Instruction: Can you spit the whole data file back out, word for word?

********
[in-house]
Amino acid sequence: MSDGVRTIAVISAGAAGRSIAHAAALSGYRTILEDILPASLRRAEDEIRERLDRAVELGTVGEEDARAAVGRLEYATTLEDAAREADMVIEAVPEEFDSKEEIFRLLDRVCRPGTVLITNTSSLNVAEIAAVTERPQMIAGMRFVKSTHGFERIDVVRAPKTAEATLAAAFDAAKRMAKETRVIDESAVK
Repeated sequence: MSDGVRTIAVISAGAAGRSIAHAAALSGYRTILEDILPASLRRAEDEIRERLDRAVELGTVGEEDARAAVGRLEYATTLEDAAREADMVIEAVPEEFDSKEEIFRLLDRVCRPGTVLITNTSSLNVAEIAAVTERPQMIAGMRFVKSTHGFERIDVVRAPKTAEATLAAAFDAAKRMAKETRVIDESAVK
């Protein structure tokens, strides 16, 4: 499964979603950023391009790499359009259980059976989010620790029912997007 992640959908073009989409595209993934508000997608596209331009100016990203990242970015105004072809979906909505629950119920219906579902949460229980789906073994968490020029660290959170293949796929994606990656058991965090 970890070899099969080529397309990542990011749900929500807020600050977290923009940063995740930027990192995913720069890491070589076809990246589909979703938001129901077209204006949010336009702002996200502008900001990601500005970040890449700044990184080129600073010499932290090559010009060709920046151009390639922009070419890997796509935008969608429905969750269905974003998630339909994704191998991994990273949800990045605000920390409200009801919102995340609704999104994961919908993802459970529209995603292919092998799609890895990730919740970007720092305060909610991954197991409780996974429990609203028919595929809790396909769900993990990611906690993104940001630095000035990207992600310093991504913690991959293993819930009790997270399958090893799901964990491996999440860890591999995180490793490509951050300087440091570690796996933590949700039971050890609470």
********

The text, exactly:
[in-house]
Amino acid sequence: MSDGVRTIAVISAGAAGRSIAHAAALSGYRTILEDILPASLRRAEDEIRERLDRAVELGTVGEEDARAAVGRLEYATTLEDAAREADMVIEAVPEEFDSKEEIFRLLDRVCRPGTVLITNTSSLNVAEIAAVTERPQMIAGMRFVKSTHGFERIDVVRAPKTAEATLAAAFDAAKRMAKETRVIDESAVK
Repeated sequence: MSDGVRTIAVISAGAAGRSIAHAAALSGYRTILEDILPASLRRAEDEIRERLDRAVELGTVGEEDARAAVGRLEYATTLEDAAREADMVIEAVPEEFDSKEEIFRLLDRVCRPGTVLITNTSSLNVAEIAAVTERPQMIAGMRFVKSTHGFERIDVVRAPKTAEATLAAAFDAAKRMAKETRVIDESAVK
């Protein structure tokens, strides 16, 4: 499964979603950023391009790499359009259980059976989010620790029912997007 992640959908073009989409595209993934508000997608596209331009100016990203990242970015105004072809979906909505629950119920219906579902949460229980789906073994968490020029660290959170293949796929994606990656058991965090 970890070899099969080529397309990542990011749900929500807020600050977290923009940063995740930027990192995913720069890491070589076809990246589909979703938001129901077209204006949010336009702002996200502008900001990601500005970040890449700044990184080129600073010499932290090559010009060709920046151009390639922009070419890997796509935008969608429905969750269905974003998630339909994704191998991994990273949800990045605000920390409200009801919102995340609704999104994961919908993802459970529209995603292919092998799609890895990730919740970007720092305060909610991954197991409780996974429990609203028919595929809790396909769900993990990611906690993104940001630095000035990207992600310093991504913690991959293993819930009790997270399958090893799901964990491996999440860890591999995180490793490509951050300087440091570690796996933590949700039971050890609470």